Demographics of abusive head trauma in the Commonwealth of Pennsylvania

Henry Kesler M.D. 1 , Mark S. Dias M.D. 1 , Michele Shaffer Ph.D. 2 , Carroll Rottmund R.N., B.S.N. 1 , Kelly Cappos R.N., B.S.N. 1 , and Neal J. Thomas M.D., M.Sc. 2 , 3
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  • 1 Departments of Neurosurgery,
  • 2 Public Health Sciences, and
  • 3 Pediatrics, Pennsylvania State University College of Medicine, Penn State Milton S. Hershey Medical Center, Hershey, Pennsylvania
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Object

The aim of this study was to characterize the prevalence and demographic features of abusive head trauma (AHT) among infants and children < 36 months of age in Pennsylvania.

Methods

The authors included all cases of substantiated AHT involving children < 36 months of age in Pennsylvania between 1996 and 2002 that had been reported to a statewide registry. Demographic information was derived from child abuse reports and birth certificates; the study cohort was contrasted with all infants born in Pennsylvania during the same period.

Results

The study identified 327 cases. The incidence was 14.7 cases (95% confidence interval 13.1–16.5) per 100,000 person-years for the first 2 years of life with a higher incidence during the 1st year (26.0 cases per 100,000 person-years) than the 2nd year (3.4 cases per 100,000 person-years). The incidence was similar among metropolitan, non-metropolitan, and rural counties. Significantly more cases occurred during the holiday months (October–December). The median age of victims was 4.1 months. Both victims and perpetrators were more commonly male (58.4% of victims, and 70% of identified perpetrators). Compared with the entire population of Pennsylvania parents, the parents of the study cohort were more likely to be younger, less educated, and unmarried. Both mothers and fathers were more often African-American and fathers more often Hispanic. Finally, mothers more often smoked during pregnancy, sought prenatal care later in the pregnancy, and delivered low birth weight infants.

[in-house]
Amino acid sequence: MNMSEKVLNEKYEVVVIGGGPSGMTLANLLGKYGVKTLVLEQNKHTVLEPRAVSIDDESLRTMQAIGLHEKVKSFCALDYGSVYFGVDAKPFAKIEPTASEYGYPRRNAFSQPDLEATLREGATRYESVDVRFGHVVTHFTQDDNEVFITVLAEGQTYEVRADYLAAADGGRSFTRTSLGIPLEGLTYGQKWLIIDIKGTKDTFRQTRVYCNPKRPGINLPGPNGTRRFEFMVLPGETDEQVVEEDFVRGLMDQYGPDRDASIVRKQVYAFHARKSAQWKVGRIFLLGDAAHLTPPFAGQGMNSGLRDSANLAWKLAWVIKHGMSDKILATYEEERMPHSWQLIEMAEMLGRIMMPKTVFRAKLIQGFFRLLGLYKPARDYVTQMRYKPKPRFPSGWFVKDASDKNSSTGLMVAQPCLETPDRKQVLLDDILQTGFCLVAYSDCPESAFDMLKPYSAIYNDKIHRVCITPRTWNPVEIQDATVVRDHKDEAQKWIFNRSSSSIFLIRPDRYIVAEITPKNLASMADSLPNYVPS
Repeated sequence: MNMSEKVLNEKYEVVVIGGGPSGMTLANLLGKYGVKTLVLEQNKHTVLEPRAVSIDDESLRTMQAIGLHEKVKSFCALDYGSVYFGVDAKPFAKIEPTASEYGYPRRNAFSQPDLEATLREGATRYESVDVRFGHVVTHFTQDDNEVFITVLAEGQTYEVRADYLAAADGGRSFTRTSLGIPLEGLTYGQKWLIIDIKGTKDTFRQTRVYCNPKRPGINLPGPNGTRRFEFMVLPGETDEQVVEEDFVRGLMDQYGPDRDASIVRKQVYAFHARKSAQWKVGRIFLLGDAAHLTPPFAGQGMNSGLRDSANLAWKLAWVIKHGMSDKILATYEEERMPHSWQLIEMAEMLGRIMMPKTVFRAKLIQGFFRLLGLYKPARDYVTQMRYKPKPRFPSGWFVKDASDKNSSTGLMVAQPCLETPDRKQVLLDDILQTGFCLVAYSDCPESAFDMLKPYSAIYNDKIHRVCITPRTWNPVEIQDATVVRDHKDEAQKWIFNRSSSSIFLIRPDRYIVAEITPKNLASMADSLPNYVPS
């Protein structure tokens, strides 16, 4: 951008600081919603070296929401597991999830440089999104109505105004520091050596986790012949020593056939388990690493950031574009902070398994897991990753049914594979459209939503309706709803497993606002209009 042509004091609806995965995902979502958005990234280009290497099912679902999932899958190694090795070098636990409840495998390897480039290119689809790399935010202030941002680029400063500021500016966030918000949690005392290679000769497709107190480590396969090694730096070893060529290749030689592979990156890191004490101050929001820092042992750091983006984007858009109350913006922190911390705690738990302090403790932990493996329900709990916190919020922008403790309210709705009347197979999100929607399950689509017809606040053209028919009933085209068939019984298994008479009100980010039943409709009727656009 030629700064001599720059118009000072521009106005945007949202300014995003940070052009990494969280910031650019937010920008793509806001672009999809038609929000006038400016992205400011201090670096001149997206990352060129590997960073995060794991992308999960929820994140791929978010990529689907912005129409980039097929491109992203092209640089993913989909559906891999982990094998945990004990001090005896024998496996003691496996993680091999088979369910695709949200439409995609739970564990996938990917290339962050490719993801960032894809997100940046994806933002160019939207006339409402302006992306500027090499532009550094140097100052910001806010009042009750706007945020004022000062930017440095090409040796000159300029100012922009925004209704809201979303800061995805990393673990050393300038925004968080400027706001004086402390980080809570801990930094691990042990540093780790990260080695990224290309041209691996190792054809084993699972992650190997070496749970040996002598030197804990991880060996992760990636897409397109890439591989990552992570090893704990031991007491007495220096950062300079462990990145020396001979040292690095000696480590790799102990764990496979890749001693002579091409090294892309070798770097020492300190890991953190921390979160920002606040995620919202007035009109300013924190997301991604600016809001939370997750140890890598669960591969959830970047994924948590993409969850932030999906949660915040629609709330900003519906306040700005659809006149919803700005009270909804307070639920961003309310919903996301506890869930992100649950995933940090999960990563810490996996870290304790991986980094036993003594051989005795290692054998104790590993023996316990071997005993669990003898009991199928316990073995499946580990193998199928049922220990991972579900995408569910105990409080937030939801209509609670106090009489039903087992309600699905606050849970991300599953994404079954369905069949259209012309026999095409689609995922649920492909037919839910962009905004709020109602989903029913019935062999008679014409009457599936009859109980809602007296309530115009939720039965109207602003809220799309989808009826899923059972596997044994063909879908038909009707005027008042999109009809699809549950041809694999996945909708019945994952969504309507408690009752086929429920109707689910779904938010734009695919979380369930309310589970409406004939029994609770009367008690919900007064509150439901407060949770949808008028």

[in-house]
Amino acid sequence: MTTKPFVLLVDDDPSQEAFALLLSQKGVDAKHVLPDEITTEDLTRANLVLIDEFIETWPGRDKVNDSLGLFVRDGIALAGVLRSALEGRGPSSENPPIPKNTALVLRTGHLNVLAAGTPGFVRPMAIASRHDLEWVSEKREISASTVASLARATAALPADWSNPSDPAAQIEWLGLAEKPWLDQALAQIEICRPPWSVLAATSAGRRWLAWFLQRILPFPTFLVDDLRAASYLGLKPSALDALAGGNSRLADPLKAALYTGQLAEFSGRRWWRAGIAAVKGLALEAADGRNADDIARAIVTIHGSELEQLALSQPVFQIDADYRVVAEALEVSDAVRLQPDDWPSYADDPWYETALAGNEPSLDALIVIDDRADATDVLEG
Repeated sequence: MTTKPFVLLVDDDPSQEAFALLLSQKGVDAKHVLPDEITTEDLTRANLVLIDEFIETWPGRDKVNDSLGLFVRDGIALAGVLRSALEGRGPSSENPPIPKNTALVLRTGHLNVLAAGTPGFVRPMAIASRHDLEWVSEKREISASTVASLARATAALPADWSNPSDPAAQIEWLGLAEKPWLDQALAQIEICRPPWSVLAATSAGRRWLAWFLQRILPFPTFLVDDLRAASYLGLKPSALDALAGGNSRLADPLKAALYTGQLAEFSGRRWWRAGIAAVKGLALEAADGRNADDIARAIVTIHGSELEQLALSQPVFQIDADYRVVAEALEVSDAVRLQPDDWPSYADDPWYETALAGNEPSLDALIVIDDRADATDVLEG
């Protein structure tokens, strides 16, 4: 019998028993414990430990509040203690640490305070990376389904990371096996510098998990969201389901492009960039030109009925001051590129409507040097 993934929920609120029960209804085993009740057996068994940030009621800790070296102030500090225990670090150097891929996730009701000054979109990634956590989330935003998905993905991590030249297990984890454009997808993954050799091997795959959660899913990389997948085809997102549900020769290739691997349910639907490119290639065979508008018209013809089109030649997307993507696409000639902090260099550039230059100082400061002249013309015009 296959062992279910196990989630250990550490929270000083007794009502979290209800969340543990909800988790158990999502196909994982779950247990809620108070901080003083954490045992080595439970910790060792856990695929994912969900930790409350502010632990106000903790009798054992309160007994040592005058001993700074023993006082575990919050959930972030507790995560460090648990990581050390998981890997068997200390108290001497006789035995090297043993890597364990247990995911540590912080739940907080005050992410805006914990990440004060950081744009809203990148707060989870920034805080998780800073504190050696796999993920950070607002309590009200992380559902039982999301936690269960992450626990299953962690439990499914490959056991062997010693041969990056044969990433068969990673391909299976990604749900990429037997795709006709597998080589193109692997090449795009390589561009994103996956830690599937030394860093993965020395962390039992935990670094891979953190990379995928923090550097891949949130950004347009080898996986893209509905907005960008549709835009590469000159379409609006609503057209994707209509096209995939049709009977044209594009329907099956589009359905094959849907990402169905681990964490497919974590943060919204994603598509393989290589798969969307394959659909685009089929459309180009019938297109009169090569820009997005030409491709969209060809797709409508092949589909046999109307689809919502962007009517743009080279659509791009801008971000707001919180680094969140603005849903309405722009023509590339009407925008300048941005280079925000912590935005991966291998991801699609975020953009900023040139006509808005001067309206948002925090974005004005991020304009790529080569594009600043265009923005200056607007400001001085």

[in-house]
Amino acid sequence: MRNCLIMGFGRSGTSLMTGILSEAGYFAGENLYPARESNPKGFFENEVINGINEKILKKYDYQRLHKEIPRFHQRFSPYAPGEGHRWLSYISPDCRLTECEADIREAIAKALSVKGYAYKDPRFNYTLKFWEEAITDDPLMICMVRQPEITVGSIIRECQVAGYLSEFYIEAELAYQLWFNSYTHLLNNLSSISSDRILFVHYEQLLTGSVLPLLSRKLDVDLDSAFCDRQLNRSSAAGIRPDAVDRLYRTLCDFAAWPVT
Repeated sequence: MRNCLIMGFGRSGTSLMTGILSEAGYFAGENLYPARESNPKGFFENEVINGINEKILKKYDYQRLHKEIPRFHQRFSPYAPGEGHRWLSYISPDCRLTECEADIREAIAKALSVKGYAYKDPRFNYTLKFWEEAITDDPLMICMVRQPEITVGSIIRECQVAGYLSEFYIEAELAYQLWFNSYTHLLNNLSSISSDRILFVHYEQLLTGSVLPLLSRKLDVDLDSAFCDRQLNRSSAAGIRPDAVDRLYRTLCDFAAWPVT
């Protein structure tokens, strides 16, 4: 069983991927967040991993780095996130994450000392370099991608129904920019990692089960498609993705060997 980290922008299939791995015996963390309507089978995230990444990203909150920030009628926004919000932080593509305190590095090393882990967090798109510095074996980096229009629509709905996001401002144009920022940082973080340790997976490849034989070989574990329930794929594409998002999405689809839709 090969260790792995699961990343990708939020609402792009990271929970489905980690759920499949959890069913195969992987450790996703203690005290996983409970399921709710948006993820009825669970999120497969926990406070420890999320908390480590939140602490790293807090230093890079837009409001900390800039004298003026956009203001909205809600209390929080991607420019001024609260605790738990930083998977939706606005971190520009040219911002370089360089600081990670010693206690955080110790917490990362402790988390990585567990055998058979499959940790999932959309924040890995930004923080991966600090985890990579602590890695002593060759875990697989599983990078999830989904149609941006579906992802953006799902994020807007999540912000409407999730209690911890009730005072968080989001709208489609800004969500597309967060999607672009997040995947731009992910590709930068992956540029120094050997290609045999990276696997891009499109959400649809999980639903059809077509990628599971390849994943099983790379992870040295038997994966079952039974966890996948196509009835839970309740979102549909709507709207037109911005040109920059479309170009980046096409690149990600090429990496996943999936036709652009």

Conclusions

This population-based study of abusive head injuries throughout an entire state adds significantly to the growing knowledge about this condition. The results suggests that families of infants with abusive head injuries have significantly different demographic features compared with the general population, although which of these variables is independently significant cannot be ascertained from this study and require further investigation.

Abbreviations used in this paper: AHT = abusive head trauma; CI = confidence interval; ICD-10 = International Classification of Diseases, 10th Revision; OCYF = Office of Children, Youth and Families.

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Contributor Notes

Address correspondence to: Mark S. Dias, M.D., Department of Neurosurgery H110, Penn State Milton S. Hershey Medical Center, 500 University Drive, Hershey, Pennsylvania 17033. email: mdias@psu.edu.

Current address for Dr. Kesler: Department of Neurosurgery, Strong Memorial Hospital, Rochester, New York.

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